Everyone has probably said this at one time or another whether it is about something at school or work.  But, what you soon learn is that the free time you see in the future is always receding because once you finish your current project you’ll end up with another and then another.  As long as you focus on finishing things you will never end up with the free time you plan on having.  The key to breaking this cycle lies with not starting things.

10.  You can be anything you want if you work hard enough.

We are often taught some variation of this idea from an early age.  But, it ignores an important part of life: limits.  These limits are not necessarily a bad thing.  Creativity arises out of limitations as artists struggle against the constraints of their medium and skill.  Hard work can take you far but it cannot guarantee your success in everything you try.  Because of my physical limitations I will never play football in the NFL.  Because of my artistic limitations I will never play in Carnegie Hall.  Recognizing one’s limits actually liberates you from the burden of being able to do everything and focus on what you can do.  Ultimately, the fact that our life is limited is what allows us to give it meaning.  If you lived forever what would it matter what you did or when?  Likewise, if you really could be anything, what you chose to do would have less meaning.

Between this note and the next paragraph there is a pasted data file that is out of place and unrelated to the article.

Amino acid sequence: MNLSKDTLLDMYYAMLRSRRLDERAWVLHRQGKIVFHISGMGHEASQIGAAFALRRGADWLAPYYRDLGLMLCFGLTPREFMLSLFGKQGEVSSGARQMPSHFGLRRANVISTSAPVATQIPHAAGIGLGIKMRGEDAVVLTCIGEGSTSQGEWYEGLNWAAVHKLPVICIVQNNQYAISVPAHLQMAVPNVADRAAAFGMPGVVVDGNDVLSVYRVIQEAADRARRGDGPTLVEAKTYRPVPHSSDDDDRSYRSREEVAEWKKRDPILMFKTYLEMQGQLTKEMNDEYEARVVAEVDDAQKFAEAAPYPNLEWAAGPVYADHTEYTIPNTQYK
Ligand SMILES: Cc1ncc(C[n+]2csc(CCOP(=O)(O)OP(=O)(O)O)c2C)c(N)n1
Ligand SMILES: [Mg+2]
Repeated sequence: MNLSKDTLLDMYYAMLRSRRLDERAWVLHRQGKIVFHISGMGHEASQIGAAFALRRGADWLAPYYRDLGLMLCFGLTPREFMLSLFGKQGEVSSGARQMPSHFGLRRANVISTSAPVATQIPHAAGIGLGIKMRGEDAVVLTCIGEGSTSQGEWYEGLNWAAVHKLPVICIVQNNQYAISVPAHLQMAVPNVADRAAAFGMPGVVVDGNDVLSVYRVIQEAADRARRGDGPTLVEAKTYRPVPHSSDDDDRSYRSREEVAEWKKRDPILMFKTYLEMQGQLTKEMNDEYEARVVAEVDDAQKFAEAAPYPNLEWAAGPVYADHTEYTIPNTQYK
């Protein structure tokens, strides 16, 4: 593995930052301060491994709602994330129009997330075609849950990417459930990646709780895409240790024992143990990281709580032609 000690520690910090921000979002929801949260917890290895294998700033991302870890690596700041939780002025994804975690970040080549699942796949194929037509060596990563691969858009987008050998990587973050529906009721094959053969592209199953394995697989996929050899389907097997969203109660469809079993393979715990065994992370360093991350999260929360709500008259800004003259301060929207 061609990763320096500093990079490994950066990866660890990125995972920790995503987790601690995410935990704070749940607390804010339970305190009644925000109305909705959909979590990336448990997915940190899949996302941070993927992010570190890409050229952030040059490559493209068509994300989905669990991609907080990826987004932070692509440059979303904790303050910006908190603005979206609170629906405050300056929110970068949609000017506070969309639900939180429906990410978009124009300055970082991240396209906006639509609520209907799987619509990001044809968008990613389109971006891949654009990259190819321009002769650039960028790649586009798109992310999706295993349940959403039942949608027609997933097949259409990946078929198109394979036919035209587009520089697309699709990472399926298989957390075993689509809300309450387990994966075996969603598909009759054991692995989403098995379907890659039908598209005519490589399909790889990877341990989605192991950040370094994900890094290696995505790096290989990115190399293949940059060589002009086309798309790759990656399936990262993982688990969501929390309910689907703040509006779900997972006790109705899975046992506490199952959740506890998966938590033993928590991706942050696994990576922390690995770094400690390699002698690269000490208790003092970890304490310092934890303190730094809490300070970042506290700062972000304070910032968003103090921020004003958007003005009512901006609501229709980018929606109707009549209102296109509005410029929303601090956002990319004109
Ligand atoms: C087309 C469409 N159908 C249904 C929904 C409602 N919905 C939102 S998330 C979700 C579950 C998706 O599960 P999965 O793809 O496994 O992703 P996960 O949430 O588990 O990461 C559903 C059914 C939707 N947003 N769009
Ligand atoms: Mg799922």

More by this author

10 Books That Will Change How You See The World 10 Life Lessons You Should Never Believe In

Trending in Communication

1 11 Red Flags in a Relationship Not To Ignore 2 10 Strategies to Keep Moving Forward When Feeling Stuck 3 Easily Misunderstood by Others? 6 Barriers You Should Overcome to Make Communication Less Frustrating 4 7 Simple Ways To Be Famous In One Year 5 How To Feel Happier (10 Scienece-Backed Ways)

Read Next

Advertising
Advertising
Advertising

Last Updated on February 11, 2021

Easily Misunderstood by Others? 6 Barriers You Should Overcome to Make Communication Less Frustrating

Easily Misunderstood by Others? 6 Barriers You Should Overcome to Make Communication Less Frustrating

How often have you said something simple, only to have the person who you said this to misunderstand it or twist the meaning completely around? Nodding your head in affirmative? Then this means that you are being unclear in your communication.